A question about growing onions from seeds

anney(Georgia 8)May 24, 2009

What I want to know basically is if I plant onion seeds in the late summer in my 8-inch deep containers, let them germinate and grow until cold weather sets in, can I mulch them deeply and leave them there until around February, uncover them, and let them mature?

All the how-tos I've seen about onions involve fall plantings, removing the young plants when they're about pencil-size, storing them, and then transplanting them to their permanent home in the early spring. You then follow the same standard practice for transplanting onions if you had ordered the transplants!

I'm in zone 8, but we do get occasional winter snow and certainly freezing weather.

Why couldn't I leave them where I sow the seeds if they're well-protected?

I might have to transplant some of them after they germinated because the seed is so small it's hard to space them, but they transplant well, so that wouldn't be the problem.

So, simply, is there any way I can sow the seeds in the fall in their permanent home, a container? And if so, how should they be handled during the winter?

Here are the containers I have used for onion transplants this year. The onions are nearly ready for harvest now! The stems are softening down toward the bulbs, which aren't huge but are certainly a nice size, and most of the tops are leaning over. Only two plants developed seed pods on top, and they were pulled a couple of weeks ago.

Got any advice about sowing onion seeds in a permanent spot?

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pnbrown

The growers transplant because it's much better for weed-control: if the fields were direct-seeded in fall then the plants would have to weeded around 3 or 4 times at least, plus fertilizer would have to be broadcast around the plants. So instead they start an acre's worth of plants in a tiny space in the fall and the field can be easily weed-managed and prepped in spring before setting out. The setting out labor is worth it. In my experience it is also worth doing it that way on garden-scale.

If I was in short-day territory I might try putting down planting fabric and fall-seeding in holes cut in the fabric.

    Bookmark   May 24, 2009 at 10:51AM
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west_texas_peg(8a West Cen TX)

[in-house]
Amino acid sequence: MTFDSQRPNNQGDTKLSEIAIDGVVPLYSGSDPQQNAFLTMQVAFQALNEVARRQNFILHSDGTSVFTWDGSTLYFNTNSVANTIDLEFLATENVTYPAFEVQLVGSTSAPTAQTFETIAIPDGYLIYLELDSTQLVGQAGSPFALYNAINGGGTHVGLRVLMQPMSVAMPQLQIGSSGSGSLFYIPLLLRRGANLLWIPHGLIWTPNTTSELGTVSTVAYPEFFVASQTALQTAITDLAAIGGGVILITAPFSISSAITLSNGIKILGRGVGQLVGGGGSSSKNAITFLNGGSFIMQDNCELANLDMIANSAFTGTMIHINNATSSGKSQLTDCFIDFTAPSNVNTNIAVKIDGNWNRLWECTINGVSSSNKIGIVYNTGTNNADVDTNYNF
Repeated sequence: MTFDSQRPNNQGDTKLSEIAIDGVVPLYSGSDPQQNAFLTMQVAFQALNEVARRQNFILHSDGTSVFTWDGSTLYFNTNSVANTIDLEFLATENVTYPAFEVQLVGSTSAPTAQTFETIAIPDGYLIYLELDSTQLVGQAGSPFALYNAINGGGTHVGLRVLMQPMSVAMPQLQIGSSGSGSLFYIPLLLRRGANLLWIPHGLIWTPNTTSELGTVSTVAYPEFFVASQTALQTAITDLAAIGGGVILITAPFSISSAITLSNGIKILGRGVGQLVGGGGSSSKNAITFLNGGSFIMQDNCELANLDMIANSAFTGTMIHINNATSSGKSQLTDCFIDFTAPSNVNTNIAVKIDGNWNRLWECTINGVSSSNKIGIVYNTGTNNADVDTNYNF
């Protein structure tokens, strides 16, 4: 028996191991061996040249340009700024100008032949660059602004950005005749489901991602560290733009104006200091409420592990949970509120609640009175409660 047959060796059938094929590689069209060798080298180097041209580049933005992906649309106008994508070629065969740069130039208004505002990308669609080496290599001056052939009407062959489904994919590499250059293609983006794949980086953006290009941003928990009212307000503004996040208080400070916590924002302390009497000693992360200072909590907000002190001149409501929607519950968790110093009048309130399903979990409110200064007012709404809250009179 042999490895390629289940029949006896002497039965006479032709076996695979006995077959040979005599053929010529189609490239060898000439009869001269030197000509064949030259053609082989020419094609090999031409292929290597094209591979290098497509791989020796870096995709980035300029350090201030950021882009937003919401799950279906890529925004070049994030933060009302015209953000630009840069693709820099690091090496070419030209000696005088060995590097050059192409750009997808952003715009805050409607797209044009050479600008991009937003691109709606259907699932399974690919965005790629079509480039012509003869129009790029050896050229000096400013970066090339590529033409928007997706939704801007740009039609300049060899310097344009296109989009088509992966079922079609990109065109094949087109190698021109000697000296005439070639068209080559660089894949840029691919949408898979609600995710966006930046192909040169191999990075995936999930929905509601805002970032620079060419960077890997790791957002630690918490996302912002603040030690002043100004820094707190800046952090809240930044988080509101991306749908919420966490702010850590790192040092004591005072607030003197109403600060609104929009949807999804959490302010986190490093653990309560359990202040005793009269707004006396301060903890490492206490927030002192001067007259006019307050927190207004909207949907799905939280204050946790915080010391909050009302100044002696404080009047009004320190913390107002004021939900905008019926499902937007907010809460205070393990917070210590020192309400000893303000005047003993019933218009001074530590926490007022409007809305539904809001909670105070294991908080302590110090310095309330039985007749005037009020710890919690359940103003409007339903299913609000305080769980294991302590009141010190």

I just might try AnniesGranny's method of seed strips (glue seeds to newspaper).

I planted seeds this past Fall; have some that bulbed. Not sure if they were short day onions or not, plus we had no rain during the Winter.

Think I will try again with the glue and newspaper trick.

Peggy

    Bookmark   May 24, 2009 at 11:30AM
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anney(Georgia 8)

pnbrown

What is planting fabric? Landscape fabric?

I don't have to worry about weeds in my containers since they're on a high deck. Well, not many, mostly little trees that sprout from those airborne helicopters and whirligigs that I miss when they land.

As for spacing them, I think you could go blind with the seeds! Peggy, I've occasionally made seed tapes too, though not for such small seeds!

But, to my main question, PNB. You're saying that vendors of onion transplants OR commercial onion growers just plant them close together and then they can be separated and spaced after reaching transplant size? So you seem to be saying that if I plant them at the right time and have some kind of reasonable spacing, I could leave them there to grow in the spring -- is that right?

    Bookmark   May 24, 2009 at 12:19PM
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greenbean08_gw(PNW)

I would bet you can leave them. I had a few carrots I planted late summer in one of my raised beds that weren't big enough to eat in the fall. I tossed a few inches of hay over them and they lived through the winter - I'm in Z5 in Colorado at 7000'. We had sub-zero temps at least a couple nights and many days well below freezing. I also fall planted garlic and they are alive and well.

Here is a link that might be useful: Tales of a Transplanted Gardener

    Bookmark   May 24, 2009 at 12:34PM
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west_texas_peg(8a West Cen TX)

I have grown carrots in the ground over the Fall into the Spring. My husband loved going out and searching for them among my flowers. The trees had mulched them so it took a little bit of searching to locate them but we had fresh carrots all Winter.

Last Fall was the first time I tried planting onions from seeds...had just a few from a trade (no idea if they were short day onions) but they did fine in the ground during our 7b/8a Winter...no ice or snow this year but we did have freezes.

Peggy

    Bookmark   May 24, 2009 at 3:51PM
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pnbrown

I know that the texas and georgia growers seed in fall and transplant in late winter - that's how the short-day onion likes to grow. So yes there's no reason that the plant has to be moved.

Walla-walla is the only long-day that I know of that can be fall-seeded and over-wintered without bolting, for those in higher latitudes.

    Bookmark   May 24, 2009 at 6:27PM
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